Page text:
all the way down to Kindergarten
is a thoroughly strangled view of the role literature plays in the classroom.” Reading is a complex act where meaning is made both on the page and in exchange with the reader and all that the reader brings to the experience. This unit is built on the belief that the skills described in the Reading and Literature standards of the CCSS should be supplemented by other pedagogical practices that allow students to critically explore the socio-political, historical and cultural complexities that lend meaning to a text. The unit doesn’t seek to abandoned the CCSS but to join the approach described in the CCSS with other critical lens in order to broadened students’ literacy experience and equip them with them ability to make meaningful connections between the world and the text.
By placing literature in the context of cultural studies, this unit hopes to expand the toolkit of the CCSS enabling students to study a piece of literature as a cultural phenomenon. In doing so, students are still able to investigate the choices an author makes and how those choices impact the meaning of a text as a whole but also to situate whole meaning in its cultural context leading students to think about the social, economic and political conditions that influenced the writer to make those choices to begin with. The University of North Carolina at Chapel Hill defines cultural studies as, “an innovative interdisciplinary field of research and teaching that investigates the ways in which “culture” creates and transforms individual experiences, everyday life, social relations and power….Combining the strengths of the social sciences and the humanities, cultural studies draws on methods and theories from literary studies, sociology, communications studies, history, cultural anthropology, and economics.2” The University further asserts that, “Cultural studies is devoted to understanding the processes through which societies and the diverse groups within them come to terms with history, community life, and the challenges of the future.” In essence, by using the framework provided by cultural studies, students can investigate the conditions that produce a text as a cultural phenomenon and the way a text speaks back to the cultural conditions it emerges from.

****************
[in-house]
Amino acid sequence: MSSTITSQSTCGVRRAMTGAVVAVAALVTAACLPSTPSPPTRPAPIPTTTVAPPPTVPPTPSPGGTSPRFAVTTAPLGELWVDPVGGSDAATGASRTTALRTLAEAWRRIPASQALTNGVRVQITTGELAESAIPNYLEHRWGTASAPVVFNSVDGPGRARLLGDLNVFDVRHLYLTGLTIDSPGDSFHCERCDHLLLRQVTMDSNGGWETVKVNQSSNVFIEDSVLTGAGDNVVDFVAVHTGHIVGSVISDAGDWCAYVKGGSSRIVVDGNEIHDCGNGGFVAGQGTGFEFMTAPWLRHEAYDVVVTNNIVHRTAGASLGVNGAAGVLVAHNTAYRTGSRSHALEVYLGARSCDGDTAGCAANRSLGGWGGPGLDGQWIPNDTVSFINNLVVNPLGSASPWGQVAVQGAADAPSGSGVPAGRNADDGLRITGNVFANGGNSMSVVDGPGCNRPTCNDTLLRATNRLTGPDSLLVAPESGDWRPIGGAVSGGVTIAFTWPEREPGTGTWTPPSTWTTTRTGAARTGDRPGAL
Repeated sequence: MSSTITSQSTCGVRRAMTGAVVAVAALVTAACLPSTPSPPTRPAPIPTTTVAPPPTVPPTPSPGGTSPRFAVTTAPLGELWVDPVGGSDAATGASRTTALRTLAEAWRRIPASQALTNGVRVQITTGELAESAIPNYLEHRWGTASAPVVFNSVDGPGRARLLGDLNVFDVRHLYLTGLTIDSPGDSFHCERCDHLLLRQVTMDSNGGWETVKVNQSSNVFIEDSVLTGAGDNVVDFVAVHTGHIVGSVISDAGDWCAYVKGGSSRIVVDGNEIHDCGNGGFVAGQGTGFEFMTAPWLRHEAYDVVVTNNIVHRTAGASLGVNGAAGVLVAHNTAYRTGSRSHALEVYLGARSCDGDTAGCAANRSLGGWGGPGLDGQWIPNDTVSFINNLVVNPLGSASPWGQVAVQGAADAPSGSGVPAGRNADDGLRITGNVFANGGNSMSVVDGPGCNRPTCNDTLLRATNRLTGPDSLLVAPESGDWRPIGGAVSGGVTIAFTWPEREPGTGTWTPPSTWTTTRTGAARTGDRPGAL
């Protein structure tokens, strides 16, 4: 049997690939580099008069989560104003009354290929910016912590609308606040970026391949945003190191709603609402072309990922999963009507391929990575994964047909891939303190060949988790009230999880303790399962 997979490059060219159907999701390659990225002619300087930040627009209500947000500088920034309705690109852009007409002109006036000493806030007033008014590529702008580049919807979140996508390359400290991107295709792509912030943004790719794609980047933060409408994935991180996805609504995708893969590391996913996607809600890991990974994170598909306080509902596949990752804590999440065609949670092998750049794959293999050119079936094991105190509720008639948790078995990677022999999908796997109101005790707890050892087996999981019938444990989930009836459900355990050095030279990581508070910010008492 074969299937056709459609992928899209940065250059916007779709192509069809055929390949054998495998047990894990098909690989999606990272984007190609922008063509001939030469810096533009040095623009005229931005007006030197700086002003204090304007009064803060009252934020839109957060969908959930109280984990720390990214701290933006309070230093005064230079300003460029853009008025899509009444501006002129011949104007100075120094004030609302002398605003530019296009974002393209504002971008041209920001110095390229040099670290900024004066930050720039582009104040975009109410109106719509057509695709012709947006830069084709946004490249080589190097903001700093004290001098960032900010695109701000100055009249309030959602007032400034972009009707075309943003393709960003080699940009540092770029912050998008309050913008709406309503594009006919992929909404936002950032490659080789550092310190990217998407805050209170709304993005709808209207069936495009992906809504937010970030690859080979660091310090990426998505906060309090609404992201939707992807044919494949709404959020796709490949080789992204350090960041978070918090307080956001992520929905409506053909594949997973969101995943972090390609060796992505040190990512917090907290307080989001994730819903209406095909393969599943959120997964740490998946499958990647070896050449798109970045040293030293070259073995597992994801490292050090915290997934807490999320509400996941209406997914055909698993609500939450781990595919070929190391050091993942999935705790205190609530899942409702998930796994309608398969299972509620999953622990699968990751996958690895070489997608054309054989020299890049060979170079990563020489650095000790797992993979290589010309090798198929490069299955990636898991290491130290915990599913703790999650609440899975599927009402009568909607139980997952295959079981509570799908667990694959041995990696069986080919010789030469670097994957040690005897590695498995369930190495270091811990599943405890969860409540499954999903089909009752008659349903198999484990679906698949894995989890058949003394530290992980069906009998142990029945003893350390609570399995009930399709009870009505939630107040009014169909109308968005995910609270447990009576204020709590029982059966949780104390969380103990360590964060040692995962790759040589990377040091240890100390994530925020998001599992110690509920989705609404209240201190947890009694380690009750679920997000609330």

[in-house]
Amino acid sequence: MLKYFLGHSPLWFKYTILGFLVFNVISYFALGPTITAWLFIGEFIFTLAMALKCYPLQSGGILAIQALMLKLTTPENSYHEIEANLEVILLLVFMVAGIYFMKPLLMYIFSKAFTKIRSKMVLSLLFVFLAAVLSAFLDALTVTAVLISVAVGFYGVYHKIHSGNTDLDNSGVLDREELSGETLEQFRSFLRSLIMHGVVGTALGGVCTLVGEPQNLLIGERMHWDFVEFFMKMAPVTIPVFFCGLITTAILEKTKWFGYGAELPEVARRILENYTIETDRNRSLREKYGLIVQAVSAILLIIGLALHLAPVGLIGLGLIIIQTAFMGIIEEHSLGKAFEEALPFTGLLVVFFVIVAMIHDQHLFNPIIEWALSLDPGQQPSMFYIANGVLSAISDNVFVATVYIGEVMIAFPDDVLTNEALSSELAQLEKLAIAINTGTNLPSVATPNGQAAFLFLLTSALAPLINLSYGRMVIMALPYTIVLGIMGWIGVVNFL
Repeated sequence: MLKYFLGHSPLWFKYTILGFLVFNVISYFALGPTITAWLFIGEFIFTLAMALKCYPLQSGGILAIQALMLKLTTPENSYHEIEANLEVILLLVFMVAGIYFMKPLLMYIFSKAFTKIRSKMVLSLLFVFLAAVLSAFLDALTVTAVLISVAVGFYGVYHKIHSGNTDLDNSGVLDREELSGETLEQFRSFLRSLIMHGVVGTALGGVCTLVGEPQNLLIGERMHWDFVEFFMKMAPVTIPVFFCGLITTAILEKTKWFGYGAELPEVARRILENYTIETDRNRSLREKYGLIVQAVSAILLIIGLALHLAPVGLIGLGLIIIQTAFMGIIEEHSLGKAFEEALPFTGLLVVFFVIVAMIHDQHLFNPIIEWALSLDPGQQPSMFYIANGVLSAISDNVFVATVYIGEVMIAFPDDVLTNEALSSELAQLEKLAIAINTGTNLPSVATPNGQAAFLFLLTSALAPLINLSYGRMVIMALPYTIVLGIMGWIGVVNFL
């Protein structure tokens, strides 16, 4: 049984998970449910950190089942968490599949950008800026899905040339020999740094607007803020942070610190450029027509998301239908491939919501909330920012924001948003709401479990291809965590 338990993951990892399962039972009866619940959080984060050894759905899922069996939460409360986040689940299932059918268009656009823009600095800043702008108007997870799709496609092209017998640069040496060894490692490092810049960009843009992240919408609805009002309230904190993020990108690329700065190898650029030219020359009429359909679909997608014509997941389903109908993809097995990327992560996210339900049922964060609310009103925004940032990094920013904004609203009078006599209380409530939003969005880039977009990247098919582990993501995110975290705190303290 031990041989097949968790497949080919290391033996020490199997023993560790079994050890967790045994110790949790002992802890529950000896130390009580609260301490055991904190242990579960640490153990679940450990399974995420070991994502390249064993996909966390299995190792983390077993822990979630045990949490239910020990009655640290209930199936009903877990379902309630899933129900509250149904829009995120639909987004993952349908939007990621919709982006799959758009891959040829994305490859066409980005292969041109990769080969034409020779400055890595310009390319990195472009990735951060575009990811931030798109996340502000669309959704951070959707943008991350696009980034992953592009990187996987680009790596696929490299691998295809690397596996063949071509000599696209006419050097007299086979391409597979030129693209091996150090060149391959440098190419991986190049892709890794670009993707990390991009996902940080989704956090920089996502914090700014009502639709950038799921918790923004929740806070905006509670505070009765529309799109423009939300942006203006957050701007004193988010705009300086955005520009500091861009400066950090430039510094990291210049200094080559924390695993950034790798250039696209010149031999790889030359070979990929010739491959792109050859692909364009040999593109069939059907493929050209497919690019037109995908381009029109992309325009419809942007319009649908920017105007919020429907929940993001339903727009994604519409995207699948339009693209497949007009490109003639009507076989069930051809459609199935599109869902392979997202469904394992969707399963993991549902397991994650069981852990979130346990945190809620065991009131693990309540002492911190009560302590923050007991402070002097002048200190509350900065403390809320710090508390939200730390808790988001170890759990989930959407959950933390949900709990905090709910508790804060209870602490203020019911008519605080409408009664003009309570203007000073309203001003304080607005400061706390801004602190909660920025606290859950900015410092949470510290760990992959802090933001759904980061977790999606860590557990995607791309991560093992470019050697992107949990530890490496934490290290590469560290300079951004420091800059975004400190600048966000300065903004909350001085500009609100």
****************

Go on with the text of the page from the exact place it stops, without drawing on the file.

Cultural studies in many ways mirrors the critical literacy approach to the English classroom and so the following unit works to combine the techniques and theories of New Criticism with those of Critical Literacy. In an article published in the
, Robert Petrone and Robert Gidney describe a similar approach applied in their American Literature courses; “While Reader Response and New Criticism remain important components of our pedagogy, we strive to foreground historical, cultural and social issues. We ask students to seek out the history, value and functions of texts so they begin to see themselves not just as passive consumers of a tradition, but as active, critical thinkers developing skills, dispositions and habits of mind to question those traditions they are so often meant to take at face value, traditions that value certain voices over others.3 This curriculum unit guides students to think about the relationship between history and culture. If we understand that culture—and by extension, literature—arises out of concrete material conditions, then those conditions must also limit, shape and expand a particular work of literature. For instance, works of literature such as
Johnny Got his Gun
arise as cultural reactions to the first and second World Wars. Without the material conditions and shifting relations produced by the wartime psychology, the works would not exist, as we understand them today. But culture is not a passive reaction to the material conditions of an epoch. Culture reacts and reflects back on the world in a dialectical relationship and thus changes it. It impacts the same historical conditions out of which it grows.
Johnny Got his Gun
both criticisms of the irreverence the military bureaucracy shows towards the bodies of soldiers, become part of the cultural fabric of the American ethos and influence our understanding of war to the present.